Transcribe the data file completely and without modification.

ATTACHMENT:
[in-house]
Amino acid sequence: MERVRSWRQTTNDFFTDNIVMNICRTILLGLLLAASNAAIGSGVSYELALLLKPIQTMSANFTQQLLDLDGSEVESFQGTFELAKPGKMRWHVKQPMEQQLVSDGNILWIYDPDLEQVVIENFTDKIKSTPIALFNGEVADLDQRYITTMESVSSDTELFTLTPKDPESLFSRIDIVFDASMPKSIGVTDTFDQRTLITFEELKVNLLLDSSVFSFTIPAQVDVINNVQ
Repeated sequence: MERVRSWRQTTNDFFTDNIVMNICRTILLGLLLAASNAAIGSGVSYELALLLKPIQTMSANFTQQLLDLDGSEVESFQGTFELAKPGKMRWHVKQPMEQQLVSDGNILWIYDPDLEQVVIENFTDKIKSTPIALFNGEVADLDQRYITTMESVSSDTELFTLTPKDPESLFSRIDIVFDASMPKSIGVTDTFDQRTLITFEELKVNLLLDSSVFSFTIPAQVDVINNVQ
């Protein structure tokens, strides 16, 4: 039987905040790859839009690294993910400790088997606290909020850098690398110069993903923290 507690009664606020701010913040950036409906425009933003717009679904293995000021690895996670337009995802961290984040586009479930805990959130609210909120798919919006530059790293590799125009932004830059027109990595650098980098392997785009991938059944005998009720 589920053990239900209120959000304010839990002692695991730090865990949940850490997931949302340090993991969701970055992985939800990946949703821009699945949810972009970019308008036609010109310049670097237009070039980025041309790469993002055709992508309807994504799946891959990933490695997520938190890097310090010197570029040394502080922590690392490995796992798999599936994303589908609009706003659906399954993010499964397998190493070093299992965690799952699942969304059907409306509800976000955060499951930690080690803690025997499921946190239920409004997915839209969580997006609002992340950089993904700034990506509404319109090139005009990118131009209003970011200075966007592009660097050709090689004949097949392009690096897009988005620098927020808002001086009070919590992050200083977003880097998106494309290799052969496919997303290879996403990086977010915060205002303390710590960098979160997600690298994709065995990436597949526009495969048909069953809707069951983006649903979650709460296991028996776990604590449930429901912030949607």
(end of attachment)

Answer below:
[in-house]
Amino acid sequence: MERVRSWRQTTNDFFTDNIVMNICRTILLGLLLAASNAAIGSGVSYELALLLKPIQTMSANFTQQLLDLDGSEVESFQGTFELAKPGKMRWHVKQPMEQQLVSDGNILWIYDPDLEQVVIENFTDKIKSTPIALFNGEVADLDQRYITTMESVSSDTELFTLTPKDPESLFSRIDIVFDASMPKSIGVTDTFDQRTLITFEELKVNLLLDSSVFSFTIPAQVDVINNVQ
Repeated sequence: MERVRSWRQTTNDFFTDNIVMNICRTILLGLLLAASNAAIGSGVSYELALLLKPIQTMSANFTQQLLDLDGSEVESFQGTFELAKPGKMRWHVKQPMEQQLVSDGNILWIYDPDLEQVVIENFTDKIKSTPIALFNGEVADLDQRYITTMESVSSDTELFTLTPKDPESLFSRIDIVFDASMPKSIGVTDTFDQRTLITFEELKVNLLLDSSVFSFTIPAQVDVINNVQ
């Protein structure tokens, strides 16, 4: 039987905040790859839009690294993910400790088997606290909020850098690398110069993903923290 507690009664606020701010913040950036409906425009933003717009679904293995000021690895996670337009995802961290984040586009479930805990959130609210909120798919919006530059790293590799125009932004830059027109990595650098980098392997785009991938059944005998009720 589920053990239900209120959000304010839990002692695991730090865990949940850490997931949302340090993991969701970055992985939800990946949703821009699945949810972009970019308008036609010109310049670097237009070039980025041309790469993002055709992508309807994504799946891959990933490695997520938190890097310090010197570029040394502080922590690392490995796992798999599936994303589908609009706003659906399954993010499964397998190493070093299992965690799952699942969304059907409306509800976000955060499951930690080690803690025997499921946190239920409004997915839209969580997006609002992340950089993904700034990506509404319109090139005009990118131009209003970011200075966007592009660097050709090689004949097949392009690096897009988005620098927020808002001086009070919590992050200083977003880097998106494309290799052969496919997303290879996403990086977010915060205002303390710590960098979160997600690298994709065995990436597949526009495969048909069953809707069951983006649903979650709460296991028996776990604590449930429901912030949607």